LEADER TIMES WEEKEND RELIGION COLUMN FOR
December 6, 2014 by William H. Scarle, Jr. 813-835-0129
Yes, Virginia, there is a Santa Clause, but he was not born at the North Pole. He was born at Patara, which is on the southern coast of what is today Turkey. The date was March 15, 270 AD. At the time this area was the Roman province of Asia. He was a Greek and was raised in a Greek Orthodox Christian home. His parents died while he was young and he was adopted by his uncle who was the Bishop of Patara.
He became the Pastor of the Greek Church at Myra which is close by Patara on the southern sea coast of Asia. Evidence shows he was one of the clergy present at the Council of Nicaea in 325 AD. He died on December 6 in 343 AD at the age of 73.
Nicholas of Myra was known throughout the Eastern Church as a generous and loving pastor. There are probably more churches named for him than any other early Christian. However, his actual life story has been hard to reconstruct due to the lack of written sources. He was originally buried at Myra. However, when the Moslems conquered the area it hindered pilgrimage to his burial site. There was also fear that his grave would be desecrated. In 1087 his bones were taken by force to the city of Bari, a seaside city on the southern coast of Italy. There they reposed until 1953.
In that year a large scale renovation process was begun at the church at Bari and the Vatican requested that during the restoration process the bones of the saint be examined. The task was entrusted to Luigi Martino, the anatomy professor from the University of Bari. Martino took thousands of detailed measurements and x-ray photographs of the remains. However, the technology was not available in 1953 to do an authentic reconstruction of the patron of Christmas.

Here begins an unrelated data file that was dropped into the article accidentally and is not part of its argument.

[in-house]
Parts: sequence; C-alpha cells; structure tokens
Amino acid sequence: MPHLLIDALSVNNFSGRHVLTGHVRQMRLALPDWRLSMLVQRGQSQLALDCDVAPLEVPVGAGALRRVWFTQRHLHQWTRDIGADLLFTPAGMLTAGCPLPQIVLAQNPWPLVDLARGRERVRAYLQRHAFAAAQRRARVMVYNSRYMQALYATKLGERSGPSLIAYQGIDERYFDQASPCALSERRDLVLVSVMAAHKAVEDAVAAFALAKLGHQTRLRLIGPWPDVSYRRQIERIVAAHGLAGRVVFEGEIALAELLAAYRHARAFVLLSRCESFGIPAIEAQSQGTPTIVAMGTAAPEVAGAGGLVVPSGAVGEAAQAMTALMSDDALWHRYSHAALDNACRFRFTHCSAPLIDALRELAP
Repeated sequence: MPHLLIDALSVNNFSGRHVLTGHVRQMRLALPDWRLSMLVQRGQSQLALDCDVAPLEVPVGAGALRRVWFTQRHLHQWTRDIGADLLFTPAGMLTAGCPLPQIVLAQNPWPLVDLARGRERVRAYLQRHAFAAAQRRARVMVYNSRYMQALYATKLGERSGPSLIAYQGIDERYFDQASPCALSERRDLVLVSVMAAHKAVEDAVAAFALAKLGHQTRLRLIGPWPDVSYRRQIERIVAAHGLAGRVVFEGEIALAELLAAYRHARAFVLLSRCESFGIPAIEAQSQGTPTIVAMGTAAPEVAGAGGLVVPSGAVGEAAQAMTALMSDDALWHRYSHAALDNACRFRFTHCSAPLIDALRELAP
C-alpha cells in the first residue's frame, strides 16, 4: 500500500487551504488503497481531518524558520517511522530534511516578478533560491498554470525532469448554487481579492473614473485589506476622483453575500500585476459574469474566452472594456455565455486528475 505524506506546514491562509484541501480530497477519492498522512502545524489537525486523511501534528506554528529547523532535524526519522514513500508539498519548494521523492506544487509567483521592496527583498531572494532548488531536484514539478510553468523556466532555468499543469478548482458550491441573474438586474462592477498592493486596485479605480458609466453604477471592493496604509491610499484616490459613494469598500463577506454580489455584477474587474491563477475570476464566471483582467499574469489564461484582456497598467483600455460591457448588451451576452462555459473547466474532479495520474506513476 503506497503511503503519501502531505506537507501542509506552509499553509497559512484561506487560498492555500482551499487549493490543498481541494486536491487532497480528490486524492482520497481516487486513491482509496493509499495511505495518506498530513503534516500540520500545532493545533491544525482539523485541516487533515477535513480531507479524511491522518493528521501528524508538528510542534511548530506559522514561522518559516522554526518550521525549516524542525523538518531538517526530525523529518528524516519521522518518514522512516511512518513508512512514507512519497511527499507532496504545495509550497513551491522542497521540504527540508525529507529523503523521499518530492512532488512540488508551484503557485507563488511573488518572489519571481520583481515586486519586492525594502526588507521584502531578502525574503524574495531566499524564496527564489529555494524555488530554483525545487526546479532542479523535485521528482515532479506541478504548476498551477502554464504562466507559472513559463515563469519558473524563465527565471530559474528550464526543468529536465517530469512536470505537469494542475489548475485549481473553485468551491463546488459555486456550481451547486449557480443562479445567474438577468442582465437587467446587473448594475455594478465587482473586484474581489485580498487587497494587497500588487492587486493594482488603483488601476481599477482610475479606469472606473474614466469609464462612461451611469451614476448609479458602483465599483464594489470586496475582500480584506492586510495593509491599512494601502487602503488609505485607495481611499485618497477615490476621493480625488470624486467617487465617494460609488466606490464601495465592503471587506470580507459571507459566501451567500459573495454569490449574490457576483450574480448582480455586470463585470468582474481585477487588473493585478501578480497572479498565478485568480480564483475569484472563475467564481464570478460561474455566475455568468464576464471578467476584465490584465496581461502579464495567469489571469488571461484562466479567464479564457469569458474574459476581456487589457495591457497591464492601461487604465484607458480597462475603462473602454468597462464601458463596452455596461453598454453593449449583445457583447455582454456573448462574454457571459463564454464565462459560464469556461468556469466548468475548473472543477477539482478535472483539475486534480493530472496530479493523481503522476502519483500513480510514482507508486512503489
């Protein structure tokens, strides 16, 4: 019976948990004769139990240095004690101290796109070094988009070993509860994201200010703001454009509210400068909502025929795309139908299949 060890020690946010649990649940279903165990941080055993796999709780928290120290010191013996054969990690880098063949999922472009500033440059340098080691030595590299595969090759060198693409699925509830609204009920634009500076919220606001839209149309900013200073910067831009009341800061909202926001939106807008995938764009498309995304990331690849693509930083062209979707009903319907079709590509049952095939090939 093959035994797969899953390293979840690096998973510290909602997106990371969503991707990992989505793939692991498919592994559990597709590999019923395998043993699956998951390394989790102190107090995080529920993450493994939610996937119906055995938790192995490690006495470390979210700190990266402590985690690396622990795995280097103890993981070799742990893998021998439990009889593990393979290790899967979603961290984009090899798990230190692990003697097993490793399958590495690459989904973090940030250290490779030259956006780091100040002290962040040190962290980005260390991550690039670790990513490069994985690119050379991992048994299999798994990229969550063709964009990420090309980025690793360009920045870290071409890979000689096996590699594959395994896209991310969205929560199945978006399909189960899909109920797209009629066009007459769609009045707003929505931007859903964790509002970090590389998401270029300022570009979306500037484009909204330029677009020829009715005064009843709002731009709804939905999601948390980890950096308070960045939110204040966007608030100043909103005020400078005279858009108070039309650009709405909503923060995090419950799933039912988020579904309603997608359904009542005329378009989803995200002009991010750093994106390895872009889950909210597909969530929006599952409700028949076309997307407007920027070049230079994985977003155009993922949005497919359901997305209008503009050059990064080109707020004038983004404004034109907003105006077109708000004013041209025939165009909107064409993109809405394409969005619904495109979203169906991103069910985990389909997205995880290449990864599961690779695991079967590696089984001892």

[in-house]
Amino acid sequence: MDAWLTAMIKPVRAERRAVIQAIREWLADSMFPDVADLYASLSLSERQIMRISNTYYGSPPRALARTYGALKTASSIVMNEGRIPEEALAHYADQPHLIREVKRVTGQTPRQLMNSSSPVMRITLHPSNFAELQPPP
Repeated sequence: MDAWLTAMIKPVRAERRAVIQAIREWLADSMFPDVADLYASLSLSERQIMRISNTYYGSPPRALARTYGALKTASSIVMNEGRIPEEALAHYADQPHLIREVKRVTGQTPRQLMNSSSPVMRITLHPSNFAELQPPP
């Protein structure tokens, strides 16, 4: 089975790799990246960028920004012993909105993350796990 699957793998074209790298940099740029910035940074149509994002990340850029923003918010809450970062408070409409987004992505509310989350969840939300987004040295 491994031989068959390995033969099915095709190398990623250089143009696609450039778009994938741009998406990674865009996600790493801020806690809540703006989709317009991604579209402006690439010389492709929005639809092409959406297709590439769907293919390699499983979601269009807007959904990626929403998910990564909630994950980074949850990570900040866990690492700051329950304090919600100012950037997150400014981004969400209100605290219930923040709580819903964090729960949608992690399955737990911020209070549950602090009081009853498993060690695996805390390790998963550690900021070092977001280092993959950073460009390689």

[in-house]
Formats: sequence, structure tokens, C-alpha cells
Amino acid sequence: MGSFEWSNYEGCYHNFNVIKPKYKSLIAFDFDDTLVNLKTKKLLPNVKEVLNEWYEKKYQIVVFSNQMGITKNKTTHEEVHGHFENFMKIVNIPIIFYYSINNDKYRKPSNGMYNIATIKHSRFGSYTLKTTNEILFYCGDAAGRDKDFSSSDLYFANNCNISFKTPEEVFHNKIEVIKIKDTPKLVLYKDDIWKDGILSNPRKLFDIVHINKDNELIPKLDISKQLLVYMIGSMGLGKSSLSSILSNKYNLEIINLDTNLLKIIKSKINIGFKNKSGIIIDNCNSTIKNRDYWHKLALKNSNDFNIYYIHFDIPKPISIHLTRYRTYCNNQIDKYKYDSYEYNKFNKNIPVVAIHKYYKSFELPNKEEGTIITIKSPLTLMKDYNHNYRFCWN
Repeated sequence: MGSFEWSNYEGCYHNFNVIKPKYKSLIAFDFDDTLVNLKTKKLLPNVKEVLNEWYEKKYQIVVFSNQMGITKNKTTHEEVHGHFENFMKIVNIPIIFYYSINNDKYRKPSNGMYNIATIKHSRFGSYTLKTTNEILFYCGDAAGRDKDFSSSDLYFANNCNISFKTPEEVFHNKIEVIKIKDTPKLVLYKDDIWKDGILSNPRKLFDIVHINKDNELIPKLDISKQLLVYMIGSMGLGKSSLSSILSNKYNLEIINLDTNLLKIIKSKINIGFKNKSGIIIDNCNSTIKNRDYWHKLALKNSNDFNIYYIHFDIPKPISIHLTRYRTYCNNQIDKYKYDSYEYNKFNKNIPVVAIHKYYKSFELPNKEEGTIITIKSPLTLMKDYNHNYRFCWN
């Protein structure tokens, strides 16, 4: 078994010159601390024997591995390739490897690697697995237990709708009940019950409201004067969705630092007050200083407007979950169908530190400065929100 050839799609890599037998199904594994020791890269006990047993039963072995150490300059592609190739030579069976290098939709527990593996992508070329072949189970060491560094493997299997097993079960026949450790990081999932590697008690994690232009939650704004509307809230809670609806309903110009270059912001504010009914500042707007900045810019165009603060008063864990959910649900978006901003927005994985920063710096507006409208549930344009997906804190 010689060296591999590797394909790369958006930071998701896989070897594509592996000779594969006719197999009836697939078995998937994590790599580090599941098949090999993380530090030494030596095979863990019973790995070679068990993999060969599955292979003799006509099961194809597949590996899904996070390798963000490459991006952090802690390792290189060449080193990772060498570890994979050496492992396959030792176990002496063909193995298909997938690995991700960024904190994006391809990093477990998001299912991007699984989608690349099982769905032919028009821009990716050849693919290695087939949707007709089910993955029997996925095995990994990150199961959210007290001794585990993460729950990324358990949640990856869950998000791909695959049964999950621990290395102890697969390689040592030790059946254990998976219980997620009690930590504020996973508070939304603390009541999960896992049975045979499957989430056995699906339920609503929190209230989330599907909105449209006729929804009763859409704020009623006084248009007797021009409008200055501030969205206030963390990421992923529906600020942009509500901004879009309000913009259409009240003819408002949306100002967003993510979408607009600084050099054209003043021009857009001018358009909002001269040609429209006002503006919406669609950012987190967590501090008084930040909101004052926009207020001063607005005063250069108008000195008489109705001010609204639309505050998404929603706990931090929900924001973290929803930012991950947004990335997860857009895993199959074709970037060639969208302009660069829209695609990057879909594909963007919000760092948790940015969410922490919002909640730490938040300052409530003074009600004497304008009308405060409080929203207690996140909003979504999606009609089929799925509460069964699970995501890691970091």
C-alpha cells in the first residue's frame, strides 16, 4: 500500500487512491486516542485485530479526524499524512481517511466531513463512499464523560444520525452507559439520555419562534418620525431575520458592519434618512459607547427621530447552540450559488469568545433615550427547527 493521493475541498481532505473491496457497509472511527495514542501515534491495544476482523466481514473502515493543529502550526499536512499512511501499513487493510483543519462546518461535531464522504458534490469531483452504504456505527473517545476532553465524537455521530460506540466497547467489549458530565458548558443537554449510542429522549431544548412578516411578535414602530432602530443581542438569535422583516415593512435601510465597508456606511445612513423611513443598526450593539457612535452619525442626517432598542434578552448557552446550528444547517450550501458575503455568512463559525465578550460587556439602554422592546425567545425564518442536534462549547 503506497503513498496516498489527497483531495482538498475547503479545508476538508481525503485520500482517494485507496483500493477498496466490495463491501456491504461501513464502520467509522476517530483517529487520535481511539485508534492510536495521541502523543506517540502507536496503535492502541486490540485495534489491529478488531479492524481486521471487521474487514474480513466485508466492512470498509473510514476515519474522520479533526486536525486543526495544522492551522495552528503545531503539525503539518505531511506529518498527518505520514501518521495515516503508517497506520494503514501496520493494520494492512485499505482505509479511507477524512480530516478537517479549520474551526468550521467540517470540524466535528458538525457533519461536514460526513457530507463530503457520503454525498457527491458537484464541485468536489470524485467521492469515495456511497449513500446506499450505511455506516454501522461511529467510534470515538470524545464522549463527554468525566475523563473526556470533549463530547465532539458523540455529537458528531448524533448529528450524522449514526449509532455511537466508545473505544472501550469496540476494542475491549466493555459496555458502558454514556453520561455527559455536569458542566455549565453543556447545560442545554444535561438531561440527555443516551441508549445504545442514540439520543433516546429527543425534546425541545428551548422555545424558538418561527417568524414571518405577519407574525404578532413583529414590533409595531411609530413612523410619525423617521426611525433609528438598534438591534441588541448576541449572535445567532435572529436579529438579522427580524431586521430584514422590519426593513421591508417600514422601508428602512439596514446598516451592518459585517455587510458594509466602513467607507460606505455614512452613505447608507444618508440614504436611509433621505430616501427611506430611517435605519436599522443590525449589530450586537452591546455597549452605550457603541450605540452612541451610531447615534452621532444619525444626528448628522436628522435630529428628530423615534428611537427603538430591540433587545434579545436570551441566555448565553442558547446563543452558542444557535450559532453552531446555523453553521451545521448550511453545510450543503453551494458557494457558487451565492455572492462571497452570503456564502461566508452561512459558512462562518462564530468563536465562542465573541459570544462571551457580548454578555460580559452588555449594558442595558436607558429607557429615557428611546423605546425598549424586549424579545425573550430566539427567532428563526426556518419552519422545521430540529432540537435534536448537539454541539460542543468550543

By 2004 the imaging technology was available. Caroline Wilkinson of the University of Manchester, England took the data faithfully recorded by Martino and did a digital reconstruction of Saint Nicholas’ face and head. The data retrieved was used in a BBC documentary.
The bones revealed that Nicholas was an elderly man, well over sixty. He was approximately five feet ten inches tall. He probably suffered from arthritis which gives me some semblance to the great man.
The oldest visual image available of Saint Nicholas of Myra is dated somewhere between the mid-600s and the mid-700s. It was discovered at Saint Catherine’s Monastery in the Sinai. Many of the icons and artistic renderings of this early period of Church history have been destroyed due to the iconoclastic movement of the eighth and ninth centuries. Added to this were the Fourth Crusade and the plundering of the Arab Moslems. Saint Catherine’s is in the wilderness of Sinai and fortunately escaped much of these destructive forces.
It is clear from this portrait that Nicholas was a man of ministry. He holds the book of the Gospels signifying his Christian orthodoxy and his hand extended in blessing speaks of his pastoral concern.
For those interested in reading an authoritative history of Nicholas of Myra I would recommend “THE SAINT WHO WOULD BE SANTA CLAUSE” by Adam C. English (2012).
One Pastor’s loving spirit has persisted through the years in the traditions associated with Santa Clause. It is to be hoped that we will not lose it completely in the materialism of our time and culture.
(Bill Scarle can be contacted at firstname.lastname@example.org). END-whs